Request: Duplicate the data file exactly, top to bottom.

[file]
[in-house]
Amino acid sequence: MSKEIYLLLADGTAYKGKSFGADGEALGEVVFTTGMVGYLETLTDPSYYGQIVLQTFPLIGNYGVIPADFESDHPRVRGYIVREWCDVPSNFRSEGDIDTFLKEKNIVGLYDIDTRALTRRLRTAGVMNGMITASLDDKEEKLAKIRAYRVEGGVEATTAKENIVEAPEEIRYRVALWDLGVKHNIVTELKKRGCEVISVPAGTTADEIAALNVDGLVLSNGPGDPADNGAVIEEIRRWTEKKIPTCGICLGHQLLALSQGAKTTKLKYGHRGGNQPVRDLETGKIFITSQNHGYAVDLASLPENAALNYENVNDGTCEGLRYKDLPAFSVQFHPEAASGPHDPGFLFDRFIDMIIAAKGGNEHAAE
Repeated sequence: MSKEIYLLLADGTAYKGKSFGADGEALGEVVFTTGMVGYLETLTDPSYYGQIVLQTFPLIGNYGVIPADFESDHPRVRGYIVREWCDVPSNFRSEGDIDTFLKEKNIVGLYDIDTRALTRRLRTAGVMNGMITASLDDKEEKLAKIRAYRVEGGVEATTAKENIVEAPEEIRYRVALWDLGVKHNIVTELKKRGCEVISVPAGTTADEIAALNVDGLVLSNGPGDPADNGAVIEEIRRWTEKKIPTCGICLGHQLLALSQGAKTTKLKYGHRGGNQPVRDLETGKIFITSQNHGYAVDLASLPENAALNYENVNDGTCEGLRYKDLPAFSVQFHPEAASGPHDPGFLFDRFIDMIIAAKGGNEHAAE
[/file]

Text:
[in-house]
Amino acid sequence: MSKEIYLLLADGTAYKGKSFGADGEALGEVVFTTGMVGYLETLTDPSYYGQIVLQTFPLIGNYGVIPADFESDHPRVRGYIVREWCDVPSNFRSEGDIDTFLKEKNIVGLYDIDTRALTRRLRTAGVMNGMITASLDDKEEKLAKIRAYRVEGGVEATTAKENIVEAPEEIRYRVALWDLGVKHNIVTELKKRGCEVISVPAGTTADEIAALNVDGLVLSNGPGDPADNGAVIEEIRRWTEKKIPTCGICLGHQLLALSQGAKTTKLKYGHRGGNQPVRDLETGKIFITSQNHGYAVDLASLPENAALNYENVNDGTCEGLRYKDLPAFSVQFHPEAASGPHDPGFLFDRFIDMIIAAKGGNEHAAE
Repeated sequence: MSKEIYLLLADGTAYKGKSFGADGEALGEVVFTTGMVGYLETLTDPSYYGQIVLQTFPLIGNYGVIPADFESDHPRVRGYIVREWCDVPSNFRSEGDIDTFLKEKNIVGLYDIDTRALTRRLRTAGVMNGMITASLDDKEEKLAKIRAYRVEGGVEATTAKENIVEAPEEIRYRVALWDLGVKHNIVTELKKRGCEVISVPAGTTADEIAALNVDGLVLSNGPGDPADNGAVIEEIRRWTEKKIPTCGICLGHQLLALSQGAKTTKLKYGHRGGNQPVRDLETGKIFITSQNHGYAVDLASLPENAALNYENVNDGTCEGLRYKDLPAFSVQFHPEAASGPHDPGFLFDRFIDMIIAAKGGNEHAAE